Another Amtrak Train Crash Near Philadelphia, Killing Two and Injuring Dozens
Over the weekend, another fatal and possibly preventable Amtrak train derailment occurred near Philadelphia, when a passenger train carrying hundreds of individuals crashed into a backhoe parked on the rails, killing two construction workers and hospitalizing dozens of passengers.
The passenger train crash occurred on Sunday morning, April 3, when Amtrak Train 89, carrying 341 passengers and several crew members, slammed into a backhoe occupied by two construction workers that was parked on the tracks, according to an Amtrak press release.
The massive collision killed both construction workers and hospitalized 35 of the train’s occupants, including seven crew members and the locomotive engineer.
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According to initial reports, Amtrak train 89 was heading south along the busy Northeast corridor, from New York City to Savannah, Georgia. The train struck a construction backhoe that was on the tracks around 8:00 a.m. Sunday morning, causing a horrific crash that smashed the windshield and derailed the lead car, and caused passengers to be jolted from their seats. The two construction workers who were struck and killed by the train were believed to be performing regular maintenance or clearing debris on and around the tracks, due to high winds the previous night.
Service was temporarily halted after the accident, but resumed in a limited fashion on Monday.
Federal Railroad Administration (FRA) spokesman Matthew Lehner said federal investigators were dispatched from both his agency and from the National Transportation Safety Board (NTSB) to evaluate the scene and recover the train’s event data recorder. It is hoped the recorder will show the moments leading up to the crash, along with information regarding the train’s speed and whether an attempt to stop was made.
NTSB investigator Ryan Frigo said the train event data recorder was sent to the agency’s laboratory in Washington, D.C. on Sunday afternoon to be evaluated. Frigo stated that the investigation is ongoing and there are many unknowns at this time that the information collected on the data recorder will reveal.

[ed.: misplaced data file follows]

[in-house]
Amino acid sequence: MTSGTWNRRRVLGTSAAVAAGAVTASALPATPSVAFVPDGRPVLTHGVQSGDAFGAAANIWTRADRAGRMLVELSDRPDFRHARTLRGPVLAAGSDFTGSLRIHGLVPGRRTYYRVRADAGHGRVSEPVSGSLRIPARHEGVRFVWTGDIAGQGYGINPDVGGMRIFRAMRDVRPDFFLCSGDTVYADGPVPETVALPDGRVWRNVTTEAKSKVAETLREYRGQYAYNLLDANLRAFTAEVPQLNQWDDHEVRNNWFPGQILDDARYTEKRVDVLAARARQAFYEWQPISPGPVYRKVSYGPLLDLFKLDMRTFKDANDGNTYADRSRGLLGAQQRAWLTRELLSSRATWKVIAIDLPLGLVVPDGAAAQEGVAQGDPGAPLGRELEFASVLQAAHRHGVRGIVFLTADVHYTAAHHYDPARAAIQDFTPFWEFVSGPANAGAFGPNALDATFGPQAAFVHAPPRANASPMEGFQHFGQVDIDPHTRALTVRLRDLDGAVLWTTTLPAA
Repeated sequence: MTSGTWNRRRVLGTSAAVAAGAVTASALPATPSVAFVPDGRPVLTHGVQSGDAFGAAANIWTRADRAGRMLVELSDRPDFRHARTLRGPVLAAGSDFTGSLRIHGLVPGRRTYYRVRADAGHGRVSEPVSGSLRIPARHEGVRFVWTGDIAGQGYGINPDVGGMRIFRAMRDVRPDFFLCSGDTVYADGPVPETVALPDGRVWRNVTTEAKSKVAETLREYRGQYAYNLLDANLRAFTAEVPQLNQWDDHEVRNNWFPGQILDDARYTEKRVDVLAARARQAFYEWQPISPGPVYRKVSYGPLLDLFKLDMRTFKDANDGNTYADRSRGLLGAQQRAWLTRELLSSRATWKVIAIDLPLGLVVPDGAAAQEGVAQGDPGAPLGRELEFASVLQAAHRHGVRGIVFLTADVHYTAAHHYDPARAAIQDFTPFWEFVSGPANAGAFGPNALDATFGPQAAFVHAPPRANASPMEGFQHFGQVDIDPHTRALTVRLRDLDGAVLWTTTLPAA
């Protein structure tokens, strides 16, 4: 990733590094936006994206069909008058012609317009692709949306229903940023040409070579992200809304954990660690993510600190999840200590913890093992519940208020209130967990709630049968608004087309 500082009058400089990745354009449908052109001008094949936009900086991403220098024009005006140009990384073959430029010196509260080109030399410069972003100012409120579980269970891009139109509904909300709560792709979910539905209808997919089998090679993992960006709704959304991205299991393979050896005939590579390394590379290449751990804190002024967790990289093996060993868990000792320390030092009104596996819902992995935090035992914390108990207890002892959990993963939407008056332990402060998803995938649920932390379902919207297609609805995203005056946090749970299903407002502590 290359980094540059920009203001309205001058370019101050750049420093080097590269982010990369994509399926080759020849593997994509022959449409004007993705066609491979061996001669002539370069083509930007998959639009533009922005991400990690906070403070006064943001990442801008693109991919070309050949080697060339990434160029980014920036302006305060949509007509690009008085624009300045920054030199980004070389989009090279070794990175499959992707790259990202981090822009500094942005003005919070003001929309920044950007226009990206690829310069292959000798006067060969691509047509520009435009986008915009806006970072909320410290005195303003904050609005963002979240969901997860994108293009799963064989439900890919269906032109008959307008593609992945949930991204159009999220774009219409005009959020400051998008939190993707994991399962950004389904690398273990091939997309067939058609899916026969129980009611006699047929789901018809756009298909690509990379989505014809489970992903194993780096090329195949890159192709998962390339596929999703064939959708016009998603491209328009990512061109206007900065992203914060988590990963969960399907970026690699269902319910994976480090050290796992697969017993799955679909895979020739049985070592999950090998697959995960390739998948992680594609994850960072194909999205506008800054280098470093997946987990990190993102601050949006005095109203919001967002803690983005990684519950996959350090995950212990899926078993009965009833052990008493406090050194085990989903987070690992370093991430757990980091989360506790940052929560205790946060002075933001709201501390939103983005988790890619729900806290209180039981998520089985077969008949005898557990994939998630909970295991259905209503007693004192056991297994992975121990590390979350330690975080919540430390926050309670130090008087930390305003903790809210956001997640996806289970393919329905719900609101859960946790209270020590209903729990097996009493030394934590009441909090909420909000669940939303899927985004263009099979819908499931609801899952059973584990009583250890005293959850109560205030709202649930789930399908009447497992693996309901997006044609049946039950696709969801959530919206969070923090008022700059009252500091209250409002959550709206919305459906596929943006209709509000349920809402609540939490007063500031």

It is unknown whether the conductor was speeding or whether he failed to attempt to stop the train. The investigation will also investigate why there was no communication between the railroad conductor and the construction crews when the train was scheduled to be passing through the area. It is still unknown whether the conductor was previously alerted about the workers or whether such a warning system exists.
Accounts from passengers aboard the derailed Amtrak train include depictions of the sound of steel colliding and flames shooting into the air as the train shook vigorously for about a minute before coming to a complete stop.
The accident was the first of three train crashes that occurred that day, with another Amtrak train striking an individual trespassing on the tracks while the train was traveling through Bucks County, Pennsylvania later that evening. Around 4:00 p.m. Sunday another Amtrak train struck and killed a 28-year-old who was sitting in their vehicle at a roadway crossing in Somonauk, Illinois.
The Amtrak 89 collision on the Northeast corridor Sunday morning occurred about 20 miles south of the scene of one of Amtrak’s most deadly railway accidents.
On May 12, 2015, eight people were killed and 43 were injured when the 188 Northeast Regional Train derailed in Philadelphia, carrying 238 passengers and several crew members. That crash occurred at a dangerous bend in the tracks, when the train entered the turn at double the 50 mph speed limit. The federal investigation determined that the train had reached speeds of up 106 mph just before approaching the bend, before pulling the emergency brake at 102 mph.
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